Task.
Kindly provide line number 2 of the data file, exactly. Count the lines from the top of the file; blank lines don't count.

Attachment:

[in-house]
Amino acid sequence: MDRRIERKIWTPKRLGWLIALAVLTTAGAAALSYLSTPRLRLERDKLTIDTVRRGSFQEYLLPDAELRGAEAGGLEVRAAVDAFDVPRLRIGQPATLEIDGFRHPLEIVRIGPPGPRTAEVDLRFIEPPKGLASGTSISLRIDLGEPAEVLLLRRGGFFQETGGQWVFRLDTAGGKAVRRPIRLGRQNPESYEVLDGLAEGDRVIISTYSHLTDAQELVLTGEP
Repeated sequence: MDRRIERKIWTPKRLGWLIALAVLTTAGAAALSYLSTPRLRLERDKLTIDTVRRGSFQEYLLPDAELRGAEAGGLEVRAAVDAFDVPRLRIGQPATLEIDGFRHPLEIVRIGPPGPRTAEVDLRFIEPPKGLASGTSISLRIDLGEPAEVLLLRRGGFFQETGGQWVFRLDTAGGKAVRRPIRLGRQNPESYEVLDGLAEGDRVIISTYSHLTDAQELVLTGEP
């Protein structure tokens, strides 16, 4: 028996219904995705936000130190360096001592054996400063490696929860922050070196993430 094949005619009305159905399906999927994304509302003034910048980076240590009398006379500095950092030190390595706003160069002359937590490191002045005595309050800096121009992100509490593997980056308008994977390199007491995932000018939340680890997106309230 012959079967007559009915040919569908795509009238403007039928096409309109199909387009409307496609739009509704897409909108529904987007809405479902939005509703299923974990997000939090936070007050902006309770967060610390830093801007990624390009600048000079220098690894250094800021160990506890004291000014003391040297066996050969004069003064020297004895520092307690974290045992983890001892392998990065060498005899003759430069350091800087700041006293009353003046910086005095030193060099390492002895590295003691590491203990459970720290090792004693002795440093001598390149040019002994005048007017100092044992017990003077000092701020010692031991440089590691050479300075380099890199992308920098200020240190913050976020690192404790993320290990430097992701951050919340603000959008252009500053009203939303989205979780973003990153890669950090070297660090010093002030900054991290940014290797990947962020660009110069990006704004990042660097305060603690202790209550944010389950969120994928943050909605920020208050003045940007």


Amino acid sequence: MDRRIERKIWTPKRLGWLIALAVLTTAGAAALSYLSTPRLRLERDKLTIDTVRRGSFQEYLLPDAELRGAEAGGLEVRAAVDAFDVPRLRIGQPATLEIDGFRHPLEIVRIGPPGPRTAEVDLRFIEPPKGLASGTSISLRIDLGEPAEVLLLRRGGFFQETGGQWVFRLDTAGGKAVRRPIRLGRQNPESYEVLDGLAEGDRVIISTYSHLTDAQELVLTGEP